Oliver’s insights Seasonal patterns in shares – should we “sell in May and go away”?

Key points

– Seasonal patterns in shares gave rise to the saying “sell in May and go away, buy again on St Leger’s Day.”

– However, seasonal patterns can’t always be relied on so while investors should be aware of them, betting on them solely to drive investment decisions is not wise.

– We continue to see shares having reasonable returns this year but expect a more constrained & volatile ride over the rest of the year than was the case in the first three months.


Coming out of the roughly 10% correction into October last year, share markets saw strong gains on hopes that lower inflation will allow central banks to cut interest rates and as global profits have remained strong. The going seems to have become tougher though with share markets falling in April amidst interest rate and geopolitical concerns begging the question as to whether it’s maybe now time to “sell in May and go away” given the old saying, in reference to seasonal patterns in shares.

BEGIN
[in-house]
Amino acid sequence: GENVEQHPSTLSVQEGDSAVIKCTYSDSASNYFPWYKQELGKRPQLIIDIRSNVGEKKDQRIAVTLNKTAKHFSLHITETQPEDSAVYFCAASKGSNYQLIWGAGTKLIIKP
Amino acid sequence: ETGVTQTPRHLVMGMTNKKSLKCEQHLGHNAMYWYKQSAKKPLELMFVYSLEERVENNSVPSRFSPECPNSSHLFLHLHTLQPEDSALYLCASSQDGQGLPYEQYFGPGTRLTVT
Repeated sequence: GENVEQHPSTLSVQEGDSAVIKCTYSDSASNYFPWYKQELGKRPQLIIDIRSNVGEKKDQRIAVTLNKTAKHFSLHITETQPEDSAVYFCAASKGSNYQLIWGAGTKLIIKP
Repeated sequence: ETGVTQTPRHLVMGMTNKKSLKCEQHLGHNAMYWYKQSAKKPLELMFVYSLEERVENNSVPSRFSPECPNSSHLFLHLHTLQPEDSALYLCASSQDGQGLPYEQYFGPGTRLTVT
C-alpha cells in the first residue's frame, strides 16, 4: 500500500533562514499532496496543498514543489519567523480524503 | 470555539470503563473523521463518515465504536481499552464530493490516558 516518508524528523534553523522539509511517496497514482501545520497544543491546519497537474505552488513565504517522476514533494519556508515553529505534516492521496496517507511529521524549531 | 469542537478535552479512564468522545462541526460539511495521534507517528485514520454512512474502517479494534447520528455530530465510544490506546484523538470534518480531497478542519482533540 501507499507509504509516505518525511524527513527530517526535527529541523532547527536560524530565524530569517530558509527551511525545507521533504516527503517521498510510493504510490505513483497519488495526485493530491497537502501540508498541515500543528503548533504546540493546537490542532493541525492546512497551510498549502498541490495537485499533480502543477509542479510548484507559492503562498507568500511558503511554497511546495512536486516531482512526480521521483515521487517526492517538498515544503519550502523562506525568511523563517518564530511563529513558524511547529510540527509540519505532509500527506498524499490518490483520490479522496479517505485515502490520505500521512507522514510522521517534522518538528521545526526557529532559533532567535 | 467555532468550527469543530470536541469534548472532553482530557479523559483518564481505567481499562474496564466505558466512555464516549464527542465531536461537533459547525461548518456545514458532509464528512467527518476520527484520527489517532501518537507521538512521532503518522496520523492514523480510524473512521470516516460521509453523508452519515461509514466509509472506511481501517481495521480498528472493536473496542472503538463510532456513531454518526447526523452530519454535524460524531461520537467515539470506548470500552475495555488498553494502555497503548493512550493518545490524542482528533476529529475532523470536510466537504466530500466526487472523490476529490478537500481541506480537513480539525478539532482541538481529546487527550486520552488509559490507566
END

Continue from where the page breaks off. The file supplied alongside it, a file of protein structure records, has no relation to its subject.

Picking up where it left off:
Seasonal patterns in shares

Seasonal patterns have long been observed in share markets. The “January effect” was perhaps the most famous, where January typically provided the best gains, but anticipation of it has seen it morph into December and now November. However, it’s really part of a broader seasonal pattern, which over long periods has been positive for shares from around October to around May and then weaker to September. This can partly be seen in the pattern of average monthly share prices changes since 1985 shown in the next chart.

Source: Bloomberg, AMP